The judge found that Awan was not really motivated by terrorism, or a desire to fight India. Instead, he had a need to drop names and associate with powerful people. He was sentenced to 14 years.
For years of his imprisonment, Awan was segregated and held in a communications management unit, where inmates convicted of terrorism offences were kept under restrictive conditions.
He was initially limited to a single three-minute phone call per month, he said. The prison flooded, and the windows wouldn’t close, letting in drafts, and there were rats and mice, he said.
He wrote letters to Canadian MPs and went on a hunger strike.
When it was over, U.S. Immigration and Customs Enforcement brought him to the Fort Erie border crossing and handed him to a Canada Border Services Agency officer, who gave him coffee and gum.
He said he wept upon getting back on Canadian soil. Even recalling the moment, he teared up. “It’s very hard to explain,” he said. He boarded a bus and made his way home to his family.
It was an adjustment.
After years of prison food, he could no longer stomach South Asian dishes. He had trouble sleeping. He was prone to silences. His wife wouldn’t let him talk about prison in front of the grandchildren.
Hoping to resume his immigration consulting career, he enrolled at college, so he could catch up on all he’d missed, although he’s unsure he will be allowed to practise because of his criminal record.
“Life is not easy,” he said.
© 2020 Global News, a division of Corus Entertainment Inc.
Exclusive-Google aims to improve spotty enforcement of children’s ads policy
Alphabet Inc’s Google said this week it would immediately improve enforcement of an age-sensitive ad policy after Reuters found ads for sex toys, liquor and high-risk investments in its search engine that should have been blocked under its efforts to comply with UK regulations.
Britain started enforcing regulations last September aimed at protecting children from being tracked online. Google in response began modifying settings across its services in Europe and elsewhere for users younger than 18 years. Among the measures it had touted in August was “expanding safeguards to prevent age-sensitive ad categories from being shown to teens.”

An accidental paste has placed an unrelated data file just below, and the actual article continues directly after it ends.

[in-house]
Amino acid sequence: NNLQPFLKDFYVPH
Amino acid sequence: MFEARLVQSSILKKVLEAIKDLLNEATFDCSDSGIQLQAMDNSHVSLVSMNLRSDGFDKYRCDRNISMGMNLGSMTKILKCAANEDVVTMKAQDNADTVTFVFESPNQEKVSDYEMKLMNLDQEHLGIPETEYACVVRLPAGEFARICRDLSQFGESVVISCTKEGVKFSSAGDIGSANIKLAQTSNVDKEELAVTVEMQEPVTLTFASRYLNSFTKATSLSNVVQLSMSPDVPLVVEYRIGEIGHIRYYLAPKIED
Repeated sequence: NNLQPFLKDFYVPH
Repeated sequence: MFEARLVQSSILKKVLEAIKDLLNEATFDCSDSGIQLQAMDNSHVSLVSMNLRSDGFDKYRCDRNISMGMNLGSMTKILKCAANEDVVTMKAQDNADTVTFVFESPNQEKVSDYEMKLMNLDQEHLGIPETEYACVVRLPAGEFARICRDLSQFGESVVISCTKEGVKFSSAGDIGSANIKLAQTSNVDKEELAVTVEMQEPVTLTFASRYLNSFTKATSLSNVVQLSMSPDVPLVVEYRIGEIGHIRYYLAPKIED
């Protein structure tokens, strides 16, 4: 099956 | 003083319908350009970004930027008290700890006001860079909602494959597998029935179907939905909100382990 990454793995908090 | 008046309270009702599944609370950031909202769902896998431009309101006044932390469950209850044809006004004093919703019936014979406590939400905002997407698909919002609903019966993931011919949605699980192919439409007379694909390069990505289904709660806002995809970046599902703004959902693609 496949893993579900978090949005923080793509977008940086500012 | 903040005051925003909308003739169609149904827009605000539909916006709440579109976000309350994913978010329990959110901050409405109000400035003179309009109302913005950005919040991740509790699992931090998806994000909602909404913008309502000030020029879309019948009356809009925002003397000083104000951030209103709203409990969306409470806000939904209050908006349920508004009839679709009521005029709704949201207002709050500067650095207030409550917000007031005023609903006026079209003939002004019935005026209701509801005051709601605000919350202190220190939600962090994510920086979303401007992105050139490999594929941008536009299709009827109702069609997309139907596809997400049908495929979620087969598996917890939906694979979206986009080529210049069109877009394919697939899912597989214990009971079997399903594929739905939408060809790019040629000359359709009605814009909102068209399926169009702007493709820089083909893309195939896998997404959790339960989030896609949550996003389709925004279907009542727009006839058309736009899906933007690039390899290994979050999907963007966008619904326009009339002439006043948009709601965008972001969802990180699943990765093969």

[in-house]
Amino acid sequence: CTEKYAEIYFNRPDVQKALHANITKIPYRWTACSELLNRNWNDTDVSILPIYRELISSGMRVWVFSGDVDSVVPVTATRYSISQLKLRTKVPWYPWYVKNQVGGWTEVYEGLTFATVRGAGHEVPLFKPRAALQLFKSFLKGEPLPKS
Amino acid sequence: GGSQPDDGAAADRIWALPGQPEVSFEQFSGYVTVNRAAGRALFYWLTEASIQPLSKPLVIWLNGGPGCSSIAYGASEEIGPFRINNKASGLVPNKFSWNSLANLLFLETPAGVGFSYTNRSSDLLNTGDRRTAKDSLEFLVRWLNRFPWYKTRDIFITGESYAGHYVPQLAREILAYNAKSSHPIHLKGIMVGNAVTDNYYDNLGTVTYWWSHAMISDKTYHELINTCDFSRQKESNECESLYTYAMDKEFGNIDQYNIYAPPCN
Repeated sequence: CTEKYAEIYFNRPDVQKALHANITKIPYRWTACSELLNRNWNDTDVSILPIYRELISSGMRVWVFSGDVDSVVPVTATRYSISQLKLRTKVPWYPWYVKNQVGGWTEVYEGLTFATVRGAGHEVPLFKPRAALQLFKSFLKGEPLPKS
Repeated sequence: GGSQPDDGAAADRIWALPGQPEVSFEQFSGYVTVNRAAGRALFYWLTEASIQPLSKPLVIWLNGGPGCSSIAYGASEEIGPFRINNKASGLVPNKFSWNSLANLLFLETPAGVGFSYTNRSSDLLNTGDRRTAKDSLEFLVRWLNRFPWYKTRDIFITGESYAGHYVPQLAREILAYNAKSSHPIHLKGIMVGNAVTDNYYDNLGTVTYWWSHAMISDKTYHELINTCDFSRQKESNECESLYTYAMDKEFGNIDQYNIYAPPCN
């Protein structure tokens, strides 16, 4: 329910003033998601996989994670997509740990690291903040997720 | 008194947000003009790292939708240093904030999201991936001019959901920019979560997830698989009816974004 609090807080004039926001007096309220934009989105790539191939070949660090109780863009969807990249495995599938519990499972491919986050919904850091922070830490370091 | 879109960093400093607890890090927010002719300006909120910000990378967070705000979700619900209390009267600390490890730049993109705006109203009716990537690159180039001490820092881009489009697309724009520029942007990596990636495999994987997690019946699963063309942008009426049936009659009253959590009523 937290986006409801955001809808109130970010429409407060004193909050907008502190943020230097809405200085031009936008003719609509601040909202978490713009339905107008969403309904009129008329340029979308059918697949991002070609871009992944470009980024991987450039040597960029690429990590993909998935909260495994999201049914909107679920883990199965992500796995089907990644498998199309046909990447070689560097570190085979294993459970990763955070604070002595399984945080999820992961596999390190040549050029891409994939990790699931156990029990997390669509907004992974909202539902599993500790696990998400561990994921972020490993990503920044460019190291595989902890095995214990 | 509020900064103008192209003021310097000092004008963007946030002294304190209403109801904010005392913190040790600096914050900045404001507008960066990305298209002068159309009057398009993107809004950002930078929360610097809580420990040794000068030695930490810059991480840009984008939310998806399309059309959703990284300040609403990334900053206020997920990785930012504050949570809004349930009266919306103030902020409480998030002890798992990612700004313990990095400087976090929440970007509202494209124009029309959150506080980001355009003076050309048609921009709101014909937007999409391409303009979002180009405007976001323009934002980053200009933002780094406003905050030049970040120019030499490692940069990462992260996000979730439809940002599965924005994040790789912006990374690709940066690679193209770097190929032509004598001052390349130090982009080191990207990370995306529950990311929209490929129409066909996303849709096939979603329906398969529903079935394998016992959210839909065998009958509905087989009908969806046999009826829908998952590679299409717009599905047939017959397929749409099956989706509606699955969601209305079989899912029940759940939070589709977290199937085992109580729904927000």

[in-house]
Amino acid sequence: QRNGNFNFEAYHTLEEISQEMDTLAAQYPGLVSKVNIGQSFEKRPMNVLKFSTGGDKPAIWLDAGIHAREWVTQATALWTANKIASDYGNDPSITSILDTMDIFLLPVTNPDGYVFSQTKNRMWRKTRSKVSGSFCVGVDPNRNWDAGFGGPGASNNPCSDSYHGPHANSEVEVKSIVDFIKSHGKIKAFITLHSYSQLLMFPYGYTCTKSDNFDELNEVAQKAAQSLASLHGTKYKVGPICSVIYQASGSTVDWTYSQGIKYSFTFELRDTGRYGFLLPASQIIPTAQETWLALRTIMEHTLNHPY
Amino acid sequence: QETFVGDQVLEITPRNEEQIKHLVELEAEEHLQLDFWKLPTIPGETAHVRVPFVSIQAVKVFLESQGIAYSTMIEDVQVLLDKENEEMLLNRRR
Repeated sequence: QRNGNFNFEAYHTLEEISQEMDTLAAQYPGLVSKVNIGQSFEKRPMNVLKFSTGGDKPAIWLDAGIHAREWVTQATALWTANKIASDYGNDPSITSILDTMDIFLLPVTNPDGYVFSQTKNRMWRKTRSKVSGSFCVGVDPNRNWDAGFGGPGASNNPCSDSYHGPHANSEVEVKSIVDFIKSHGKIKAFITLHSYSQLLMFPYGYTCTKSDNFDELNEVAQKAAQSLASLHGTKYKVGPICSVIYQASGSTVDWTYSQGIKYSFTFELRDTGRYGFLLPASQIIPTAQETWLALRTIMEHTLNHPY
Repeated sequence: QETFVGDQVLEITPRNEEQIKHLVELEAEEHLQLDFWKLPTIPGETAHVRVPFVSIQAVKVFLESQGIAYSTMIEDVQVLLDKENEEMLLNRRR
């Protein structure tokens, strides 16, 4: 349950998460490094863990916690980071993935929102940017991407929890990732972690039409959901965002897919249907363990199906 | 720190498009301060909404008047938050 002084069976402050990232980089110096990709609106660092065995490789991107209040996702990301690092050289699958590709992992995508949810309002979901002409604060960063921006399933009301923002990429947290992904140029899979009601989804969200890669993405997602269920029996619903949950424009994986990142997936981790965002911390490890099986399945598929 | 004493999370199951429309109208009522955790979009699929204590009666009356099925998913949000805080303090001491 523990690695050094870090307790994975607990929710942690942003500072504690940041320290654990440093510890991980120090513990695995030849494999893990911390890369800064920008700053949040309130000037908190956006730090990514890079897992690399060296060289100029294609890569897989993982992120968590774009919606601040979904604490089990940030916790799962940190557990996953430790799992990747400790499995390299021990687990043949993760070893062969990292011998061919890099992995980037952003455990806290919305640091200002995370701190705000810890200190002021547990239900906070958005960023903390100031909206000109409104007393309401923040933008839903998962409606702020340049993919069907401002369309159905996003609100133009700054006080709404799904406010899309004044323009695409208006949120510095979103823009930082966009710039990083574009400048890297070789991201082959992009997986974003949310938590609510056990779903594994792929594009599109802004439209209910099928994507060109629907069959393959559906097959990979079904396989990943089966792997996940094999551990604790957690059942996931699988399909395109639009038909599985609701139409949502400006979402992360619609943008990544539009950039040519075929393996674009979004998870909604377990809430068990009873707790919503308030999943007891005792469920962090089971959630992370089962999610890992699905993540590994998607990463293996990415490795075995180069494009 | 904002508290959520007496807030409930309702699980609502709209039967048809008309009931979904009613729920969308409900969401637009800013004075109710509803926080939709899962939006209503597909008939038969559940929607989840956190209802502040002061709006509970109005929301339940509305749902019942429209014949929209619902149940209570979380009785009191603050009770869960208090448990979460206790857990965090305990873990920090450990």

Specifically, the search giant began using automated tools to stop ads related to categories such as alcohol, gambling and prescription drugs from being shown to people who are not logged in to a Google account or confirmed to be at least 18.
Tech companies face a growing challenge with policing their sprawling services, and, according to posts on online advertising forums and two advertisers, Google’s enforcement has been spotty.
The advertisers, who sought anonymity out of fear of retribution from the tech company, said they have been frustrated about significant lost sales due to Google’s search engine correctly blocking their ads from signed-out users while erroneously allowing their competitors’ ads.
Ads were shown in the UK to signed-out users last week for leveraged trading, cholesterol medication, adult toy retailers and a major grocer promoting a vodka product, Reuters found.
“We have policies in place that limit where we show certain age-sensitive ad categories,” Google said. “The ads in question were mislabeled and in this instance should have been restricted from serving. We are taking immediate steps to address this issue.”
It declined to elaborate on the adjustments.
Google advertising rivals such as Meta Platforms Inc’s Facebook and Microsoft Corp either ban many categories of age-sensitive ads altogether or have put the onus on advertisers to target their ads in ways that limit exposure to minors. Microsoft declined to comment, and Facebook did not respond to requests for comment.
The UK Children’s Code requires online services to meet 15 design and privacy standards to protect children, such as limiting collection of their location and other personal information. Google said its filtering of age-sensitive ads is core to its compliance with the code.
Advocacy group 5Rights Foundation, which campaigned for the regulation and reviewed the findings by Reuters, said tech companies should regularly publish internal research on how well they are living up to the code and their own policies.